In 2019, the Massachusetts Attorney General sued Exxon Mobil for deceiving state residents about the company’s contributions to climate change. One exhibit in the lawsuit was a piece of “native advertising,” paid content disguised as a news article, in The New York Times where the oil company discussed “The Future of Energy.”
“So this is concerning,” Dr. Michelle A. Amazeen said. “What is Exxon Mobil saying in their native advertisements? Does it contradict what The New York Times newsroom is saying?”
During a recent talk hosted by the Shorenstein Center for Media, Politics and Public Policy at Harvard’s Kennedy School, Dr. Michelle A. Amazeen shared her research that demonstrated how poor enforcement and standardization of native advertising damages journalistic integrity and muddles real reporting.
Native ad campaigns can be relatively innocuous, such as this story on The New York Times’ website labeled as a paid post from a fashion brand.
“But it’s not just fashions brands engaging with news outlets to do this,” Amazeen said. It’s also tobacco companies and the fossil fuel industry. The New York Times’ in-house ad agency, T Brand Studio, also ran a story entitled “How Our Energy Needs Are Changing, In A Series Of Interactive Charts,” with a disclaimer labeling it a “PAID POST” by oil company Chevron.
“So people are seeing this content about global energy consumption that seems to be an article in the New York Times, only it is paid content by Chevron,” Amazeen said. “You can imagine that there may be some bias in the content because of its sponsored nature.”
Amazeen defined native advertising as “a type of covert marketing practice where an ad mimics — or appears ‘native’ to — the platform on which it appears.” In print news, preceding this strategy was the “advertorial,” an article that looked like an editorial, but was paid for by a sponsor.
Digital native advertising was developed when print ad revenue fell off in the early 2000s, as internet news gained prominence and as people employed ad-blockers to avoid interruptions. “Presumably for consumers,” Amazeen said, “it is less disruptive because you don’t realize you’re reading an ad.”
Native advertisements are required by the Federal Trade Commission to be disclosed from news and entertainment content. The FTC reaffirmed this law in 2015 to remind advertisers and publishers, but no standardization exists to determine what those disclosures must say. Amazeen’s research has shown that people simply don’t always catch these warnings:
“Either they don’t see the disclosures or they don’t understand what they mean, because as I said, they’re not standardized. So in my research I found anywhere between 1 in 4 people to 1 in 10 people are able to distinguish this content. The rest of the people, the vast majority of the public, when they see this type of information, they think it’s news content. They don’t realize it’s commercial content. It’s not just my research, it’s other scholars who are looking at this as well. And this is by design. This is not an accident.”
Research in Mara Einstein’s book “Black Ops Advertising” listed several strategies outlets use to obscure their disclosures, such as with lightened and shrunk font.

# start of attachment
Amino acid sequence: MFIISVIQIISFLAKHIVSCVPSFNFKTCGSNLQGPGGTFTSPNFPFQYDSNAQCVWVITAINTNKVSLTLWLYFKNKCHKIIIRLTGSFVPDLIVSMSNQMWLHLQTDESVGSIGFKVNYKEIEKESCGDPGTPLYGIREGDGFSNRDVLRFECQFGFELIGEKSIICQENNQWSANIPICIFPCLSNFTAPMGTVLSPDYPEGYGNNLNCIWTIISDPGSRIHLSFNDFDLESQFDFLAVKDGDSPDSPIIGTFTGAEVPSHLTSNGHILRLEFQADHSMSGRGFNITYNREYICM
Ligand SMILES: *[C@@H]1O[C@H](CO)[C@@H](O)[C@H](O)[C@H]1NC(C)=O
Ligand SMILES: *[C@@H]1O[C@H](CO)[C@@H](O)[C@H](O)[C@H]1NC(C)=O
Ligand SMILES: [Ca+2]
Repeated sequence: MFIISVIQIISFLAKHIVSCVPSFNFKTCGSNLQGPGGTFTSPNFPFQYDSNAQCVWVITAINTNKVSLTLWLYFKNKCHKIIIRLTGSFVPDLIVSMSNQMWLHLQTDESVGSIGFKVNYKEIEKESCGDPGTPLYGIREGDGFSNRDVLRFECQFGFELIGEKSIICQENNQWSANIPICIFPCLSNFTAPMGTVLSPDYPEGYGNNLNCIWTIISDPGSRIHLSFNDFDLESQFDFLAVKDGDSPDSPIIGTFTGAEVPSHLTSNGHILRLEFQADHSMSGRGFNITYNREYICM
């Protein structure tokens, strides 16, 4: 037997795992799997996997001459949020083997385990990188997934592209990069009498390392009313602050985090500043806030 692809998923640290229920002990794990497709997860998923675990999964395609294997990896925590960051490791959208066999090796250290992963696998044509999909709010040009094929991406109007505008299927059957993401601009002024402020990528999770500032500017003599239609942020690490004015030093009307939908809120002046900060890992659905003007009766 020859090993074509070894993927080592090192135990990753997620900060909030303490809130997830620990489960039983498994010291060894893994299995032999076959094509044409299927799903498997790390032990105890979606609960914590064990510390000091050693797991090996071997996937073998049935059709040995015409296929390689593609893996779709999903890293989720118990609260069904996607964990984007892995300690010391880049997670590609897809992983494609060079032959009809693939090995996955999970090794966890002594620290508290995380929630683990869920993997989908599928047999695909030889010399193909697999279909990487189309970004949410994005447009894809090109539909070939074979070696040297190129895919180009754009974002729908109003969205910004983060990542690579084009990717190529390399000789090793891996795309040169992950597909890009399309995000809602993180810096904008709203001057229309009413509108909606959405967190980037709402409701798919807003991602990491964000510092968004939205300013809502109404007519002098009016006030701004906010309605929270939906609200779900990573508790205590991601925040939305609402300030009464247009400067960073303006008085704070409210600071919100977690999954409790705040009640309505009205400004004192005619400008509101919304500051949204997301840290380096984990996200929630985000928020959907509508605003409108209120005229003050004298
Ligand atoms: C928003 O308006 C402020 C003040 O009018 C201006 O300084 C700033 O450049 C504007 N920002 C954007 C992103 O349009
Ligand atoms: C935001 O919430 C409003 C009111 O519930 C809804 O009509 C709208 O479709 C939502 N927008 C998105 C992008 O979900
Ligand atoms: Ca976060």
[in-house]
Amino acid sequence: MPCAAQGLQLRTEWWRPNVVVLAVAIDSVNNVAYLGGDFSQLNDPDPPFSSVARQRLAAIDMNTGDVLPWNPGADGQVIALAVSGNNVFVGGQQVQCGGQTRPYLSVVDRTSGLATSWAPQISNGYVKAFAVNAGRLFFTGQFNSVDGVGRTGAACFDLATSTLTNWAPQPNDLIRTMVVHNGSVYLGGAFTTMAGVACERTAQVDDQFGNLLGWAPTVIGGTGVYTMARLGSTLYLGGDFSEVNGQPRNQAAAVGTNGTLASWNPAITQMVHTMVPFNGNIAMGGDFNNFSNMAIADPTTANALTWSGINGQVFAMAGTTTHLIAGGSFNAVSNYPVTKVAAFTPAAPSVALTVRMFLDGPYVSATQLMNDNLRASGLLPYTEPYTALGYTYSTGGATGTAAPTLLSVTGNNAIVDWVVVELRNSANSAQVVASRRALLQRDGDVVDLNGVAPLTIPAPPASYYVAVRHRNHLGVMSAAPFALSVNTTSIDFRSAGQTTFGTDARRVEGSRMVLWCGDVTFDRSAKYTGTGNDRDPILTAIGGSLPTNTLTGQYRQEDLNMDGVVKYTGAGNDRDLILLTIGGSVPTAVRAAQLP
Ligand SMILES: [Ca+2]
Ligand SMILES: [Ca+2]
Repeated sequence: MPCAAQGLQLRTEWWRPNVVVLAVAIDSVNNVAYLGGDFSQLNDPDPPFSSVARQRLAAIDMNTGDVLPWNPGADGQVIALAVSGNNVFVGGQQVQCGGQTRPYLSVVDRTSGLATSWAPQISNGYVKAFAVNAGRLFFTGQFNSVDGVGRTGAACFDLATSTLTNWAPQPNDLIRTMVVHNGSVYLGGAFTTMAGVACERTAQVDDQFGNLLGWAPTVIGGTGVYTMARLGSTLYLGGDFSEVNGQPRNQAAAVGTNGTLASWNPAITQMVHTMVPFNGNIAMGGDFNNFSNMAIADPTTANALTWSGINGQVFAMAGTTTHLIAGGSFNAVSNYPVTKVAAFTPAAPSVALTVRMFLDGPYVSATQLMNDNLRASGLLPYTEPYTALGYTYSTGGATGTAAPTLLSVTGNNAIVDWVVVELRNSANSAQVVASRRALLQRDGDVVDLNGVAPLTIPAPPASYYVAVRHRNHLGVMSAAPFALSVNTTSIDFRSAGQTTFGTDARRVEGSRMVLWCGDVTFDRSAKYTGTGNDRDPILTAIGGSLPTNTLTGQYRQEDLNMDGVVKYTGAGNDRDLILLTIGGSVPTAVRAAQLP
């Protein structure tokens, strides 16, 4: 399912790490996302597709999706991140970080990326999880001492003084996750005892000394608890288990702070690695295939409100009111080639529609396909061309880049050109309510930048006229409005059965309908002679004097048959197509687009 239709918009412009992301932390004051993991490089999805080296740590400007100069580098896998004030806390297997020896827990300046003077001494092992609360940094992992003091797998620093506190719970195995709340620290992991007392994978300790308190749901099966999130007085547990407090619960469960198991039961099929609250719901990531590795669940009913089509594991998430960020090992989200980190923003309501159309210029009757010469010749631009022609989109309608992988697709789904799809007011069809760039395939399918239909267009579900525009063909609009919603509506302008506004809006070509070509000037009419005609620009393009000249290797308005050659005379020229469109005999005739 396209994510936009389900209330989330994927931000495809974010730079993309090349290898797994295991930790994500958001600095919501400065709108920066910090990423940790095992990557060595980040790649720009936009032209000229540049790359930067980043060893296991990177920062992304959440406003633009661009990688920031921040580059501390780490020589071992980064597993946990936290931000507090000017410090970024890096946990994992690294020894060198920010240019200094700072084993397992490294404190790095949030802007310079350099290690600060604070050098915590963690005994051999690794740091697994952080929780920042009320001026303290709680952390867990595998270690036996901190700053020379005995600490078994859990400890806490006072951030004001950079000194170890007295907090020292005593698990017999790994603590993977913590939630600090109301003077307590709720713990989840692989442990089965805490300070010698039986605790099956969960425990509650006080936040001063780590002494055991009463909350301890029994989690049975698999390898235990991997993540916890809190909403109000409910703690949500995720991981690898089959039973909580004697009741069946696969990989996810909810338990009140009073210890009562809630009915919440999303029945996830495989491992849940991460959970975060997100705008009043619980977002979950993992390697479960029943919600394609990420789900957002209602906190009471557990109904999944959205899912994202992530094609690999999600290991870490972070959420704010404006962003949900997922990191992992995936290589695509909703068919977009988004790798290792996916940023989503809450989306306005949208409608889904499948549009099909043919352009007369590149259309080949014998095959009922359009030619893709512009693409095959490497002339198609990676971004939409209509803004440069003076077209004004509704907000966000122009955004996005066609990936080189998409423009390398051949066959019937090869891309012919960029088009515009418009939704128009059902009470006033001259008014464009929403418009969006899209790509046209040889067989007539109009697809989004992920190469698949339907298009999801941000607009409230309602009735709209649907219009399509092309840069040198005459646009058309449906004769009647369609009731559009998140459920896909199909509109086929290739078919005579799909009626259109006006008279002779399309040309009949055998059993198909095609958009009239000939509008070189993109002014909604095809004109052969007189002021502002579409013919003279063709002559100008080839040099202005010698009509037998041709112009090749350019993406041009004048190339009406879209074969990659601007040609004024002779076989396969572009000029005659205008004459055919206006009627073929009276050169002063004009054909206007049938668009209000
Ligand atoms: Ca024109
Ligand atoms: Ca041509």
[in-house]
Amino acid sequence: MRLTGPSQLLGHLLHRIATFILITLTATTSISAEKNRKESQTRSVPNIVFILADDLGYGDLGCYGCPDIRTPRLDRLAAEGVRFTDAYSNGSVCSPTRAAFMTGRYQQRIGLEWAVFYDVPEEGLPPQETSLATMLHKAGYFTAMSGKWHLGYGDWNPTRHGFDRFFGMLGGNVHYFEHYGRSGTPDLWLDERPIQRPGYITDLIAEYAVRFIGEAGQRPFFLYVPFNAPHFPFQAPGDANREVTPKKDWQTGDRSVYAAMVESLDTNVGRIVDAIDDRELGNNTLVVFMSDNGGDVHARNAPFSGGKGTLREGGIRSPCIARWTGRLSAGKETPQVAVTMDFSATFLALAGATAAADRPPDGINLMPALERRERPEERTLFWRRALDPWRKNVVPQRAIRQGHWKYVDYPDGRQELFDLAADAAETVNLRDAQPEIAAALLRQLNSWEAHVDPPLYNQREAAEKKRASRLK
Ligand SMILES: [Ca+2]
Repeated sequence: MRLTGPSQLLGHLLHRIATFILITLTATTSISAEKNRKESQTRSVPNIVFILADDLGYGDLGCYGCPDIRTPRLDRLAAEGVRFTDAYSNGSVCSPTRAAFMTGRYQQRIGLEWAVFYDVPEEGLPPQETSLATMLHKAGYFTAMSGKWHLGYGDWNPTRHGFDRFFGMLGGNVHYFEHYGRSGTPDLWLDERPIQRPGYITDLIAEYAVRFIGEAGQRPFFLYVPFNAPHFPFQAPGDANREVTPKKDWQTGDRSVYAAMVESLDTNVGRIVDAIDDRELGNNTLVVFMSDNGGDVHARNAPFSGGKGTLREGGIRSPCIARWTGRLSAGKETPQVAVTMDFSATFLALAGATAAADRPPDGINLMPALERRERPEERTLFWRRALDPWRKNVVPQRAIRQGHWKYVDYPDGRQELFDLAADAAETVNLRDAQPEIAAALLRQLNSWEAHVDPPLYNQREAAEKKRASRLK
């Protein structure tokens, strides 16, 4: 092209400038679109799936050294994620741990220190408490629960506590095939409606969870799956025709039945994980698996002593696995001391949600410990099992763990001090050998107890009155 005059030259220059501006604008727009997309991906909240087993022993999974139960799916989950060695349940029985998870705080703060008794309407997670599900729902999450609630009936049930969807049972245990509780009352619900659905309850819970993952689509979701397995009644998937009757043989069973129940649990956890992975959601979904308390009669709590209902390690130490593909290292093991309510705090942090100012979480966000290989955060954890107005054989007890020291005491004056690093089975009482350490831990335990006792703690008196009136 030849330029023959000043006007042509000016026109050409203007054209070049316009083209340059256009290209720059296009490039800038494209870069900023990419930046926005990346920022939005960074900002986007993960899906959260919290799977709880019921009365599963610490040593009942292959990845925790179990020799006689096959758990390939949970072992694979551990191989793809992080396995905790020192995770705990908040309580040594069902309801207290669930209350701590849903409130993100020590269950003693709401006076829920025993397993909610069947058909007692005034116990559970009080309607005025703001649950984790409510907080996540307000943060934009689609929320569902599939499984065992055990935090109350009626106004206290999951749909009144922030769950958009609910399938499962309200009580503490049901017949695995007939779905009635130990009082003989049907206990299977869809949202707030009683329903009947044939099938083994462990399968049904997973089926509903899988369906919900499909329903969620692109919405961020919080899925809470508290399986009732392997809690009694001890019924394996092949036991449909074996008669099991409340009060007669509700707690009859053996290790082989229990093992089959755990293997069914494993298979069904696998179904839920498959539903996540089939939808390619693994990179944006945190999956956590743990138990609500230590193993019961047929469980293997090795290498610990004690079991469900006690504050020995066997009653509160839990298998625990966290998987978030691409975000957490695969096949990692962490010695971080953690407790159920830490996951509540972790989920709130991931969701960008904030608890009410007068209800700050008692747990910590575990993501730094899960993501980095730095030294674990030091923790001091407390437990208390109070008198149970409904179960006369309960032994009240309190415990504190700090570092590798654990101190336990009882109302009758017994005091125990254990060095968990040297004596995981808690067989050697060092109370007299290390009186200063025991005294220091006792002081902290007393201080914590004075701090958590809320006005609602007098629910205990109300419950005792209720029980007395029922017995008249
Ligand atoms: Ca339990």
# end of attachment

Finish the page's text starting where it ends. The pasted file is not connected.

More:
In a nationally representative survey in one of her own experimental studies, Amazeen demonstrated that the more prominent the disclosure — such as when it was surrounded by a brightly colored box — the more people were able to recognize native advertising. This test similarly showed that the presence of a logo allowed more people to notice commercial content, as did explicit language: more people understood the phrase “advertisement by,” followed by a named sponsor, than merely “partner content.”
Disclosures are even more difficult to recognize on the smaller screens of mobile devices. Alongside Chris Vargo of University of Colorado, Amazeen showed that over half the time on major sites, disclosures disappear when articles are shared on social media.
This advertising practice also deters news outlets from covering topics they run ads for. Amazeen’s study with Vargo determined that “Half the time after a fortune 500 company ran a native advertisement, there was significantly less news coverage of them in that outlet. So this is an agenda-cutting effect that we found.”
It is imperative for the media ecosystem to change a revenue process that shreds journalistic integrity, contradicts genuine news, and suppresses future reporting. Standardized disclosures, including with digitally embedded disclosure watermarks, would help readers recognize native advertising.
The FTC’s existing regulations should ensure ad disclosures are explicit, but they remain ineffective without stricter enforcement. Amazeen also encouraged news publishers to reassess the risks and benefits of harming reputation to generate revenue.
Readers must use critical media literacy skills to recognize trusted information sources while confusing content gets in the way. Amazeen said, “As media consumers, we have a finite amount of time. If we’re being served native ads, we’re not paying attention to the real news.”
Dr. Michelle A. Amazeen is the Director of the Communication Research Center and an associate professor in the Department of Mass Communication, Advertising and Public Relations at Boston University. She noted the research shared in this talk, entitled “Content Confusion: Navigating the Media in an Era of Misinformation,” is making its way into a book of the same working title.
Image by Julian Hochgesang on Unsplash.